The Age of 'Shotgun Cohabitation'

A new report highlights the growing trend of unmarried parents living together with their children.

A mother spoon-feeds an infant while a man stands at a kitchen counter
Matthias Ritzmann / Getty

When young couples of the ’60s and ’70s thought about the future, their path forward was often clear: get married, move in, have babies. Two of the steps of that sequence swapped places decades ago—for the first time, in the mid-’90s, over half of all couples lived together before marriage. Now, researchers are finding that the order is again undergoing change: More and more Americans are first sharing a home, then having children. Marriage comes later, if at all.

A report published today by the Pew Research Center finds that 35 percent of all unmarried parents are now living together, up from 20 percent of unmarried parents in 1997. In 1968, the first time the government recorded data on this trend, less than 1 percent of unmarried parents cohabited. While the Pew study defines “cohabiting couples” as including either one or both of the child’s parents—meaning, a couple could be a parent plus his or her new partner—scholars I spoke with told me this trend is driven by an uptick in families in which both members of the couple are also the parents. (The report doesn’t specify how the data breaks down among gay and straight couples.)

More parents are likely choosing to live together without marrying because of the economy, said Arielle Kuperberg, a sociology professor who specializes in cohabitation at the University of North Carolina at Greensboro. Cohabiting parents, according to the Pew study, are significantly younger and less educated than both single parents and married parents. Many Millennials who came of age during or soon after the Great Recession are still struggling to find financial security. Even though they’re making, on average, more money than Millennials a few years ago, their net worth is still low, compared to past generations, largely because of their debt. “That’s just not the kind of stability that people want to have before they start making legal ties to each other,” said Kuperberg.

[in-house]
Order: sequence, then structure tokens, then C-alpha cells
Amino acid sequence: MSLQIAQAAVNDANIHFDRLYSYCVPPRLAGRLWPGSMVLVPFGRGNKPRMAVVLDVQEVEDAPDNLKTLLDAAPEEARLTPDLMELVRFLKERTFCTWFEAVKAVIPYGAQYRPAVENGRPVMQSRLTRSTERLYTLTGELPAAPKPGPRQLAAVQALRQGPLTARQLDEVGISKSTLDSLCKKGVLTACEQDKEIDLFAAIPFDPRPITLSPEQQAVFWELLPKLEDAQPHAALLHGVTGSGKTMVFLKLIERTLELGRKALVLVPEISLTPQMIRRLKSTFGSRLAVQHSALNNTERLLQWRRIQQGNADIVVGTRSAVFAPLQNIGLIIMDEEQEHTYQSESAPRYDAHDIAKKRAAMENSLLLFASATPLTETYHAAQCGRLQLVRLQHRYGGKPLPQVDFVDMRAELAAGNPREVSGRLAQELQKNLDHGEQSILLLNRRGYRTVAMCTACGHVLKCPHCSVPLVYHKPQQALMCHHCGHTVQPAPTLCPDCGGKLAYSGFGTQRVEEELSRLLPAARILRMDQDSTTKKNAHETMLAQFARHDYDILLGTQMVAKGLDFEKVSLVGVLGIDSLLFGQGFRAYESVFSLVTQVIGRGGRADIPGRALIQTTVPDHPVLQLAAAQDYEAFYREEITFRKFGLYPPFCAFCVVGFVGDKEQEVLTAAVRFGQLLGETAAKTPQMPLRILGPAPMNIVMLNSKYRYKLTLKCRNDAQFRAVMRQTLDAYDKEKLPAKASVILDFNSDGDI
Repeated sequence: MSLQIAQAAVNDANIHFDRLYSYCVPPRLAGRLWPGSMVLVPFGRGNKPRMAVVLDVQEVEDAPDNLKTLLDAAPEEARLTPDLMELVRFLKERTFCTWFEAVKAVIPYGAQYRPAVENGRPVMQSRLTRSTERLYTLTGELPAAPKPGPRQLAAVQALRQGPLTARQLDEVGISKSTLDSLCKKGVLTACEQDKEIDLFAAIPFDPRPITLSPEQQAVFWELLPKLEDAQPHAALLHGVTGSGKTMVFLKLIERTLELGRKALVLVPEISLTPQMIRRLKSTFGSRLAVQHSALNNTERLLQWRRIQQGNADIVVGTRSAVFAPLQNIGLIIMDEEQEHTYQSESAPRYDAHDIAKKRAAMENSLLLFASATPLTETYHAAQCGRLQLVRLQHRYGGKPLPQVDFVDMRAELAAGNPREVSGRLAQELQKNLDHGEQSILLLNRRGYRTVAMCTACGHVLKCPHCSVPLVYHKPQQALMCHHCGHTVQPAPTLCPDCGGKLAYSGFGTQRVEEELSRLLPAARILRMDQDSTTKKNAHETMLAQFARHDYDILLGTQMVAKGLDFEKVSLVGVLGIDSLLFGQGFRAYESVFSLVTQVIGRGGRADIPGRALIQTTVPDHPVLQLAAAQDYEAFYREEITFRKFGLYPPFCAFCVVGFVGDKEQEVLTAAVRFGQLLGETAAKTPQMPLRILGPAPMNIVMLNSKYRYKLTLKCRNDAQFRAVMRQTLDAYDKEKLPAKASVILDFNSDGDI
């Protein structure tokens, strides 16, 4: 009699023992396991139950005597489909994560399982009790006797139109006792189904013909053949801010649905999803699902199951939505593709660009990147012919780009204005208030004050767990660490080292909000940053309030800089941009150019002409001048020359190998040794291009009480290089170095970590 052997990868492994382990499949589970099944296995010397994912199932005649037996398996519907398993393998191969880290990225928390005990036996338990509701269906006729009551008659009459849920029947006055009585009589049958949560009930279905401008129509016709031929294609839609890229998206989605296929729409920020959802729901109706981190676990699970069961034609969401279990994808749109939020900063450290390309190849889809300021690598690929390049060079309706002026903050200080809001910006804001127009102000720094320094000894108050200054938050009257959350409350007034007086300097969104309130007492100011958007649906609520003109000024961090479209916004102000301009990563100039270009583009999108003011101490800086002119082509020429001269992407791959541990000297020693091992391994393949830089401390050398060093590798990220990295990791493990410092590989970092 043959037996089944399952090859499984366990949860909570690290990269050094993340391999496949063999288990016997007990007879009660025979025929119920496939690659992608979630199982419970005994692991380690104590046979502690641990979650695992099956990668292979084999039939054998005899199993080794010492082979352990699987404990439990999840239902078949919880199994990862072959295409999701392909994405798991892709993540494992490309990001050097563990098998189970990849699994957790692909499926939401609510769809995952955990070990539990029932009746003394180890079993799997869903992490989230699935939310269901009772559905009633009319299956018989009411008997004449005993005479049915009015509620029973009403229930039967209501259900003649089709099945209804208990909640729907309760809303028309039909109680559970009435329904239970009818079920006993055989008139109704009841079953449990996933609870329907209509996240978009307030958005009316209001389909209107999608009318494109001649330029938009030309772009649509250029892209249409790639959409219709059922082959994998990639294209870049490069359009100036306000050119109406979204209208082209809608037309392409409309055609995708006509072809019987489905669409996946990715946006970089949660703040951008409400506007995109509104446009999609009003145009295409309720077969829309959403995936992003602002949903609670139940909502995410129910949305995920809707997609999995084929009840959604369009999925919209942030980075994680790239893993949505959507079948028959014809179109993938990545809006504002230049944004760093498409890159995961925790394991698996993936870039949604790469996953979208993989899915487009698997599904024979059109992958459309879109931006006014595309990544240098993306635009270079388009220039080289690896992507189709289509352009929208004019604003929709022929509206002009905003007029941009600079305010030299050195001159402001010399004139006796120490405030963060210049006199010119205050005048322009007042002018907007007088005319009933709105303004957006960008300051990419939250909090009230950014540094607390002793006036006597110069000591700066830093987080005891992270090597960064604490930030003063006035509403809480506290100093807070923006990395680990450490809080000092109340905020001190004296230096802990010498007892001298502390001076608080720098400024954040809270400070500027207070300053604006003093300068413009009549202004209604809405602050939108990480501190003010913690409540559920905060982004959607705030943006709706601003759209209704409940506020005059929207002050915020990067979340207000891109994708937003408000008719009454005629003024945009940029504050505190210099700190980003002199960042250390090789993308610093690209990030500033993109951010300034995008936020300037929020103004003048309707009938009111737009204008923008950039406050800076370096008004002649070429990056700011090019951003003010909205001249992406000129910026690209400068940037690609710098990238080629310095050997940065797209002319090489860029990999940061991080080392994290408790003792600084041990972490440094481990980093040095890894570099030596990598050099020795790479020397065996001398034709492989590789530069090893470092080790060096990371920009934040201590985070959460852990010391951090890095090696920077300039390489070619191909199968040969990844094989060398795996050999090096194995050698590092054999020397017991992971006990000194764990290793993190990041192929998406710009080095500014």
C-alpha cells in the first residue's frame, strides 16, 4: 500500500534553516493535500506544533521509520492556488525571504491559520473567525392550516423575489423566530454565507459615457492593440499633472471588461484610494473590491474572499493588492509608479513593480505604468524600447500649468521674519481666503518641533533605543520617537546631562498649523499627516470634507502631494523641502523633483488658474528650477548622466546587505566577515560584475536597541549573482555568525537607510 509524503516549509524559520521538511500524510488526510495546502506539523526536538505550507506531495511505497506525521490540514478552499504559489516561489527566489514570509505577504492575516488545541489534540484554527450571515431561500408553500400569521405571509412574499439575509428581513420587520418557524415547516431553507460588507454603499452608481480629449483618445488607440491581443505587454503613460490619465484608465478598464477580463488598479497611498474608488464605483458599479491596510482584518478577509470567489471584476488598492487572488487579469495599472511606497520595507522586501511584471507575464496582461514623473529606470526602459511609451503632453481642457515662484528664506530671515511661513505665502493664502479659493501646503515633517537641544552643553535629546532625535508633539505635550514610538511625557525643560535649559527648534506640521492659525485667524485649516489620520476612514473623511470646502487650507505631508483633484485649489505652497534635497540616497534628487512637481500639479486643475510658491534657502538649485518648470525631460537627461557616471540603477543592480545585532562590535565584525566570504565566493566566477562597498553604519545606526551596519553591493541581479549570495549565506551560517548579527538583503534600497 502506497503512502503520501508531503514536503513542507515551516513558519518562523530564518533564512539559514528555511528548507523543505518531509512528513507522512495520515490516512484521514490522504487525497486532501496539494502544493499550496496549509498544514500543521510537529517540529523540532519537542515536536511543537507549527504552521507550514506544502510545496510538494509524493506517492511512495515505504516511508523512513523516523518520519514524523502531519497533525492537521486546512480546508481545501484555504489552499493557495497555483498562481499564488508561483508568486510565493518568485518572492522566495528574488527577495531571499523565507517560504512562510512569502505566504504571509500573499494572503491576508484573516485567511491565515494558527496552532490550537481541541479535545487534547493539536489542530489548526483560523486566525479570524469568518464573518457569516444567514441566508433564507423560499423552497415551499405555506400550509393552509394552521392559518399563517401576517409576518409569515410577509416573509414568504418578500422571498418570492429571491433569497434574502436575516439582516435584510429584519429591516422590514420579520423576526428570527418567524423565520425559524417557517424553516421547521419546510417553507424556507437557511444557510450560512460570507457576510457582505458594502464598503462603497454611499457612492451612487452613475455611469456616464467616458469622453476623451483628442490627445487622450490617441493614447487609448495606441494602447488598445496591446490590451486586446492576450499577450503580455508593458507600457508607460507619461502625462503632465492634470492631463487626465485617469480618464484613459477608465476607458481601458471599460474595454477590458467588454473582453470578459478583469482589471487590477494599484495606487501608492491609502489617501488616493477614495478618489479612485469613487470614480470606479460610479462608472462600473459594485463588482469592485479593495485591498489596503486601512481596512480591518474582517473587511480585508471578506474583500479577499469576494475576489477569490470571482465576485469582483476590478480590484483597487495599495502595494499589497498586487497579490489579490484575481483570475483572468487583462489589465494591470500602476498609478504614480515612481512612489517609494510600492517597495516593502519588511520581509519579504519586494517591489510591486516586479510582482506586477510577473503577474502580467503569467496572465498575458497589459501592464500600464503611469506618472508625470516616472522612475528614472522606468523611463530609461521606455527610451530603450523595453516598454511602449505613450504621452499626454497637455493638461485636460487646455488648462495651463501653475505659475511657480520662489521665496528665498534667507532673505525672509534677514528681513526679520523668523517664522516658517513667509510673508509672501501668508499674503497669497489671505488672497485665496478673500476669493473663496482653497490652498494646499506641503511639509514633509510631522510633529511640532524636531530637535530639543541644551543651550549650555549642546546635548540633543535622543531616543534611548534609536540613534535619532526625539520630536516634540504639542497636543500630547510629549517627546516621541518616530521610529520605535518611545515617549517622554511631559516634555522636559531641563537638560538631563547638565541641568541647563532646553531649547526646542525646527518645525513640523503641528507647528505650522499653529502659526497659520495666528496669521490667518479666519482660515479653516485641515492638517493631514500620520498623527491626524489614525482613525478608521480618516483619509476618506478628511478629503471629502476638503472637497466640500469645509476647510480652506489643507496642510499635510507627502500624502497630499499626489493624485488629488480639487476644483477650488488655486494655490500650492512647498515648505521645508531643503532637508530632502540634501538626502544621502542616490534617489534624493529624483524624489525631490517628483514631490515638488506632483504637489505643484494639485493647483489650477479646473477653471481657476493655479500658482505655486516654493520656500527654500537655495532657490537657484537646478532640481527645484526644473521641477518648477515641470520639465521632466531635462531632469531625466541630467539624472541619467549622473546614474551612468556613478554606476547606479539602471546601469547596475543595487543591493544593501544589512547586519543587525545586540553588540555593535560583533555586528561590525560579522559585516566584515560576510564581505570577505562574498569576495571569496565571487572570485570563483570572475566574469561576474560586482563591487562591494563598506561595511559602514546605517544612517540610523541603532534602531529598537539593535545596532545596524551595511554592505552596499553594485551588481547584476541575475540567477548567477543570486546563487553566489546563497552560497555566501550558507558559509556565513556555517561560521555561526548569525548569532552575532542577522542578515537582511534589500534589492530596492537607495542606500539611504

For many young couples, financial stability is a sort of prerequisite for marriage. “Particularly if your partner doesn’t have good financial practices, or has a lot of debt, or a bad credit score, combining your finances with that person might hurt your chances of being financially stable yourself,” said Kuperberg, who is currently researching how debts and loans affect relationships. Young people saddled with large amounts of student debt, she said, are often hesitant to marry. If one partner participates in an income-based student-loan program, then marries and files a joint tax return, the government will consider the spouse’s income, and increase the loan payment. While marriage does afford couples some financial benefits, they can take advantage of most of them—sharing the rent, utility bills, and furniture—just by living together. Many other financial benefits of marriage, like Social Security and inheritance rights, don’t typically materialize until later in life.